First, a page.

The sixth and most recent Praying Together event, held on May 9, was the first to bring a sizable Muslim attendance. The event was held at Tantur Ecumenical Institute, which served as a safe space for Muslim participants, who came by bus from Nablus, Husan (a village next to Beitar Illit), Jericho, and Beit Hanina in east Jerusalem.
It was a significant improvement upon past events, and no small feat to coordinate, as entry permits had to be secured by McLean for the Palestinian participants and coordinators, a process which takes about two weeks.
Cofounder McDougall stated, “We had a fairly good turnout at the Jaffa Gate gatherings, but at the same time, it hasn’t brought the whole family together; it has been mostly Jews and Christians. We felt the absence of part of our family that’s been missing. Today however, we have representation from all faiths together.”
McLean added, “The challenge now is outreach to Israeli Jews to get them to join these events, and have it not be only liberal Jewish Anglos.
We find that faith and spirituality are the best bridges to bring all of these people together. If we asked these people what their political views are, it would be polarizing. But praying together is simple and we want to honor Judaism, Islam, and Christianity in this way.”
Praying Together events are in three parts: learning from each other in groups, praying alongside one another, and then in the final holy act, eating together. The May 9 event began with Pellach sharing a line from last week’s Torah portion that is also found in the Koran, “Love your neighbor as yourself.” Pellach shared that in her mind it was divine providence that the passage had such resonance with Praying Together’s ideology.
Immediately following this introduction, smaller groups were formed and the question “What does prayer mean to you?” went around the different circles. It was a fitting query to segue into a beautiful evening prayer service, where the Christian group, praying from a text compiled specially for the event by McDougall, stood alongside the Jewish group, who recited the afternoon and evening prayers, alongside the Muslim group, who prayed facing Mecca. The room during prayer time was full of different voices and language, each loud enough to be heard, but not overpowering one another; an interfaith symphony.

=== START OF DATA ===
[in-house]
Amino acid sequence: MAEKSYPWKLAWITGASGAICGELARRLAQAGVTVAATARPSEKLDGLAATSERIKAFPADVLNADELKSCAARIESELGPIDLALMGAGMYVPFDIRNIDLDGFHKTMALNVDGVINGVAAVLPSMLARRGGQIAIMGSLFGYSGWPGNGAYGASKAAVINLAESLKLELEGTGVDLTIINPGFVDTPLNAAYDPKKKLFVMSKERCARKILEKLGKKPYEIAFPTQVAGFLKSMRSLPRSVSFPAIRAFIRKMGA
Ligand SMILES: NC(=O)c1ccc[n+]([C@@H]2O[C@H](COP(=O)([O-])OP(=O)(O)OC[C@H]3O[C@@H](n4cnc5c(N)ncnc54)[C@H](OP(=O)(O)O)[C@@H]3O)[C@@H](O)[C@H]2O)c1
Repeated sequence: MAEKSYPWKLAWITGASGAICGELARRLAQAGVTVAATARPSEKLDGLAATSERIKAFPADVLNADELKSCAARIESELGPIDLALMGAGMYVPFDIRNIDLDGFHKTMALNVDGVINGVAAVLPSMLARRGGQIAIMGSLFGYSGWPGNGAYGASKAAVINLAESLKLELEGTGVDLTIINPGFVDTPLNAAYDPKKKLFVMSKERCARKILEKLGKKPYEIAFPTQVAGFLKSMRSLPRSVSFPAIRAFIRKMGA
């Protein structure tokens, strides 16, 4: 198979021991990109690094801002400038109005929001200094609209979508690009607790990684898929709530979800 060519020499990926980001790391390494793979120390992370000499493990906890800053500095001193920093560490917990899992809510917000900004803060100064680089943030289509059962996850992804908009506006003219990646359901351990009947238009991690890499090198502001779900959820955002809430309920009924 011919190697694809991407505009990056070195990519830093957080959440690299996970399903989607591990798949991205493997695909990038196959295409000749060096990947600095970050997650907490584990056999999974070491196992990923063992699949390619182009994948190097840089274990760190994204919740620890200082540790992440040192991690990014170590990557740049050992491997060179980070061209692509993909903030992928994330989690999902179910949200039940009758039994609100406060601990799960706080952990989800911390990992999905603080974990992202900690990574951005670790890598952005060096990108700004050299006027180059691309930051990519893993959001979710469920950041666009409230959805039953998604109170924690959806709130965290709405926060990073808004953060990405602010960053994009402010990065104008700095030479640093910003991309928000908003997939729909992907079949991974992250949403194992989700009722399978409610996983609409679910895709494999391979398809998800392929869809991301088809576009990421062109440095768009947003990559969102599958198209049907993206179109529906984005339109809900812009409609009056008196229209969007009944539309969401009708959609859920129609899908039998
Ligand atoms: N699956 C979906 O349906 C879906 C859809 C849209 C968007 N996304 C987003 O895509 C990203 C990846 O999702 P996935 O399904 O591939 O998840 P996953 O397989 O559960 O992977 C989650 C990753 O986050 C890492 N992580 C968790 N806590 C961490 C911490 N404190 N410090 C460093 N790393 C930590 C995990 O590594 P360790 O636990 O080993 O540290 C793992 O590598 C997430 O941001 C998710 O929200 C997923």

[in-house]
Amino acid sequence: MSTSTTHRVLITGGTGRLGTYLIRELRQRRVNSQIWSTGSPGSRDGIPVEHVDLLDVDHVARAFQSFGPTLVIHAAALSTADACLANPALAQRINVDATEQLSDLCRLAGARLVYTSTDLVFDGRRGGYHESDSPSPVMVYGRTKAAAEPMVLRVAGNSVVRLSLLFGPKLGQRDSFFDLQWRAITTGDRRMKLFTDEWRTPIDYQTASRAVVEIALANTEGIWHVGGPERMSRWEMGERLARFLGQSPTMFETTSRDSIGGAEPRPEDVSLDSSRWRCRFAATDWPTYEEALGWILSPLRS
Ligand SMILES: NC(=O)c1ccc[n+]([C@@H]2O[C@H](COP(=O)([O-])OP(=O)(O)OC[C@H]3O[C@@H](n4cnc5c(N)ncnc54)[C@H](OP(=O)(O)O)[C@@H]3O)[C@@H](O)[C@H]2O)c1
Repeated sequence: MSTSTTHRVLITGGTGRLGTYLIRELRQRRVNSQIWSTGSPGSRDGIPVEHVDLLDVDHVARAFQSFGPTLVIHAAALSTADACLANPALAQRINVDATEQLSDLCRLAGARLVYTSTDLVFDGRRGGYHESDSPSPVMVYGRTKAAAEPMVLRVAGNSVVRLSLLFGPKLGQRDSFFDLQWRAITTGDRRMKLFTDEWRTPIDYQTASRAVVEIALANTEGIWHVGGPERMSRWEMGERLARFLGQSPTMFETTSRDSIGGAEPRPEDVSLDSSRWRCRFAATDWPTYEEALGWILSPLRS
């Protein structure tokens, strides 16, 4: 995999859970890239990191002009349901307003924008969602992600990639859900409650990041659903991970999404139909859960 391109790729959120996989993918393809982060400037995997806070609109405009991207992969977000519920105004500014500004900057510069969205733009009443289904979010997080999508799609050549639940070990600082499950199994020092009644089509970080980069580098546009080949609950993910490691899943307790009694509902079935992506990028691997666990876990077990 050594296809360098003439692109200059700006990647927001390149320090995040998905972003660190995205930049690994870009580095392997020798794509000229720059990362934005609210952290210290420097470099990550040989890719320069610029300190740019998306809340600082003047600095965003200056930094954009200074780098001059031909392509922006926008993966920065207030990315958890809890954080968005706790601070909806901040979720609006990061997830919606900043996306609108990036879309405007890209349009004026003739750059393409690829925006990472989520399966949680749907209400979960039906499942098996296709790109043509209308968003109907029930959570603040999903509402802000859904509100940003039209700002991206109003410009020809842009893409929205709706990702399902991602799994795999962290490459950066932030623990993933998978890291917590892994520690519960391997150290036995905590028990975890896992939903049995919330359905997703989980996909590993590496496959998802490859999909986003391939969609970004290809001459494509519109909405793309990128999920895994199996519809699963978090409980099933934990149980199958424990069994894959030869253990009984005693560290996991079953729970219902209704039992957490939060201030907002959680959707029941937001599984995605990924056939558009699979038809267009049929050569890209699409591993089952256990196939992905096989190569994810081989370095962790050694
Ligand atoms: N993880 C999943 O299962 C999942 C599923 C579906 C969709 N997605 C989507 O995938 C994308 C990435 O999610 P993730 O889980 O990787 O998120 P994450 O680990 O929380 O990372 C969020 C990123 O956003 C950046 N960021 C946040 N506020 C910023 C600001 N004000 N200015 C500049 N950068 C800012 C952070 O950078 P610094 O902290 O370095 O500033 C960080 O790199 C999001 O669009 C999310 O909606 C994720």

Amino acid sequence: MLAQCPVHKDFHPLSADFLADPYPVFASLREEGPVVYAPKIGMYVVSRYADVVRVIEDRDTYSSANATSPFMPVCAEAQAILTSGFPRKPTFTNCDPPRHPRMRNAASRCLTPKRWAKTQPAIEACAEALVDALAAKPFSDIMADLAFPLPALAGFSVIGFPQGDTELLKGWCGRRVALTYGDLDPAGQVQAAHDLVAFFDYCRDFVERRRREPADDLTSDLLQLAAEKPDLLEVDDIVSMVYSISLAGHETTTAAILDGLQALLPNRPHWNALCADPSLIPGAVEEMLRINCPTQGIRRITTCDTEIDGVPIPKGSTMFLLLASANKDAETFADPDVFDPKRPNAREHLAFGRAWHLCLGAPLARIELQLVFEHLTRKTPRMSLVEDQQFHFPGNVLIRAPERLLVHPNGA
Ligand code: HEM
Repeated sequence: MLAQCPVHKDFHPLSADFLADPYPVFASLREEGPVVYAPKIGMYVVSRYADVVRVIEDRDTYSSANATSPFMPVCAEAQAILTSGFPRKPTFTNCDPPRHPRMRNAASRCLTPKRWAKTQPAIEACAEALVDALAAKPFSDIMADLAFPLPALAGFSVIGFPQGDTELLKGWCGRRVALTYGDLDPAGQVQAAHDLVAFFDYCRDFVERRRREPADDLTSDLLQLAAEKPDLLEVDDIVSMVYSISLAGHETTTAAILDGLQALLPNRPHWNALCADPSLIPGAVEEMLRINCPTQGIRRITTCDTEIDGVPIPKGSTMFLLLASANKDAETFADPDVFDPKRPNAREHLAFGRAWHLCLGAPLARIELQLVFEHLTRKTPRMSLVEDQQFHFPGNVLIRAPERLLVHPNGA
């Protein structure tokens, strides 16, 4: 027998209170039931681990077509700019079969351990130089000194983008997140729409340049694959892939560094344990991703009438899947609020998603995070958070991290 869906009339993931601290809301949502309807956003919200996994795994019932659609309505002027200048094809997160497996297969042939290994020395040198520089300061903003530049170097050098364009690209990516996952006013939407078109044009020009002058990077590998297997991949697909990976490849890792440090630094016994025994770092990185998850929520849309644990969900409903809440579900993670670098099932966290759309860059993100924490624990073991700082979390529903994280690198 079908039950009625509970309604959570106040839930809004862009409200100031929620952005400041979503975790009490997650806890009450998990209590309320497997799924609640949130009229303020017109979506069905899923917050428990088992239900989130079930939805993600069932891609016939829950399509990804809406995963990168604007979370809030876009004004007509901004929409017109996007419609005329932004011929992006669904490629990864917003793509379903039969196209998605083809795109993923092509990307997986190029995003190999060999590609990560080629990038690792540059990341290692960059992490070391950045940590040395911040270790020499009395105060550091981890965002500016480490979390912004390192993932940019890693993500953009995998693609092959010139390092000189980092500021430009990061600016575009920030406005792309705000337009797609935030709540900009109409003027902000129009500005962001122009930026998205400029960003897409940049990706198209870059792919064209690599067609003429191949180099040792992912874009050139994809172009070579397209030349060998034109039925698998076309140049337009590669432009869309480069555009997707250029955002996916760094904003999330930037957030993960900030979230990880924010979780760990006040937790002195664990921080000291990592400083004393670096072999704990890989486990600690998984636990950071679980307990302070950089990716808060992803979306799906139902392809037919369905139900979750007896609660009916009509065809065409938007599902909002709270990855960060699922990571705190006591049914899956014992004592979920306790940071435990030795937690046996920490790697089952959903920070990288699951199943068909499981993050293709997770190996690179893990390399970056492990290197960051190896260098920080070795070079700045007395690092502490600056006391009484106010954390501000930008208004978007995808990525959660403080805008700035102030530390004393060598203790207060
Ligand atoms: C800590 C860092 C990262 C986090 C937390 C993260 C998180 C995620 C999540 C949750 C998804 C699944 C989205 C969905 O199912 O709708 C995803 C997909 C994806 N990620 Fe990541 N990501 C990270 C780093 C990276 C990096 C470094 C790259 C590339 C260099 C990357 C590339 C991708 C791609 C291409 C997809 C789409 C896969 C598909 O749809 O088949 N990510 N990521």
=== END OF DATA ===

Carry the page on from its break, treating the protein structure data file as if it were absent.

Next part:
“Our hope is that the three members of the Abrahamic family can pray alongside one another.” McDougall summarized.
“We, as the children of Abraham, are able to stand beside one another in peace, brotherhood and sisterhood.”
Abrahamic Reunion holds meeting at Congregation L’Dor Va-Dor in Boynton Beach
On Monday, March 21, the leadership group of Abrahamic Reunion — which has its United States office in Sarasota on the West Coast of Florida — came to Boynton Beach to hold its initial meeting in Southeast Florida.
The meeting took place at Congregation L’Dor Va-Dor in Boynton Beach, as hosted by Rabbi Barry Silver.
Abrahamic Reunion has a mission to promote love, peace, communication, cooperation and dialogue among all people of Israel — including men, women, Jews, Muslims, Christians and Druze — as well as any other spiritual traditions.